Age is not a prognostic variable with autotransplants for multiple myeloma

D. S. Siegel, K. R. Desikan, J. Mehta, S. Singhal, A. Fassas, N. Munshi, E. Anaissie, S. Naucke, D. Ayers, D. Spoon, D. Vesole, G. Tricot, B. Barlogie*

*Corresponding author for this work

Research output: Contribution to journalArticlepeer-review

221 Scopus citations


Multiple myeloma (MM) typically afflicts elderly patients with a median age of 65 years. However, while recently shown to provide superior outcome to standard treatment, high-dose therapy (HDT) has usually been limited to patients up to 65 years. Among 550 patients with MM and a minimum follow-up of 18 months, 49 aged ≥65 years were identified (median age, 67; range, 65 to 76 years). Their outcome was compared with 49 younger pair mates (median, 52; range, 37 to 64 years) selected among the remaining 501 younger patients (<65 years) matched for five previously recognized critical prognostic factors (cytogenetics, β2-microglobulin, C-reactive protein, albumin, creatinine). Nearly one half had been treated for more than I year with standard therapy and about one third had refractory MM. All patients received high-dose melphalan-based therapy; 76% of the younger and 65% of the older group completed a second transplant (P= .3). Sufficient peripheral blood stem cells to support two HDT cycles (CD34 > 5 x 106/kg) were available in 83% of younger and 73% of older patients (P = .2). After HDT, hematopoietic recovery to critical levels of granulocytes (>500/μL) and of platelets (>50,000/μL) proceeded at comparable rates among younger and older subjects with both first and second HDT. The frequency of extramedullary toxicities was comparable. Treatment-related mortality with the first HDT cycle was 2% in younger and 8% among older subjects, whereas no mortality was encountered with the second transplant procedure. Comparing younger/older subjects, median durations of event-free and overall survival were 2.8/1.5 years (P = .2) and 4.8/3.3 years (P = .4). Multivariate analysis showed pretransplant cytogenetics and microglobulin levels as critical prognostic features for both event-free and overall survival, whereas age was insignificant for both endpoints (P= .2/.8). Thus, age is not a biologically adverse parameter for patients with MM receiving high-dose melphalan-based therapy with peripheral blood stem cell support and, hence, should not constitute an exclusion criterion for participation in what appears to be superior therapy for symptomatic MM.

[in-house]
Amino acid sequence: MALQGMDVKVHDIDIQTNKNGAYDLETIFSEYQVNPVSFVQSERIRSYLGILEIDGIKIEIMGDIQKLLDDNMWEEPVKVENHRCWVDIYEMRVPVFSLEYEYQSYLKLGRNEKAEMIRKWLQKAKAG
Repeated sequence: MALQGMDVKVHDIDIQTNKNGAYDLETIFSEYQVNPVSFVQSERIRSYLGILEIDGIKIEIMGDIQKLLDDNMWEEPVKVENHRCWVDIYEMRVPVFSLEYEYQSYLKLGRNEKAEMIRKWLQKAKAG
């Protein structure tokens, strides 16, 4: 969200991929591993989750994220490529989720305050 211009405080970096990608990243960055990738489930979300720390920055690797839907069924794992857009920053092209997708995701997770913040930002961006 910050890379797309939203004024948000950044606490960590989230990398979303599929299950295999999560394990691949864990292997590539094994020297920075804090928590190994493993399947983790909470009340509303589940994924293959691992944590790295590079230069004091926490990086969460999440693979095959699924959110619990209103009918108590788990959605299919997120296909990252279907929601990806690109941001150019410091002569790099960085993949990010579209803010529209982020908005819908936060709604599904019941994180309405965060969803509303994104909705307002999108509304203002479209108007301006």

Original languageEnglish (US)
Pages (from-to)51-54
Number of pages4
Issue number1
StatePublished - Jan 1 1999

ASJC Scopus subject areas

  • Hematology
  • Biochemistry
  • Cell Biology
  • Immunology


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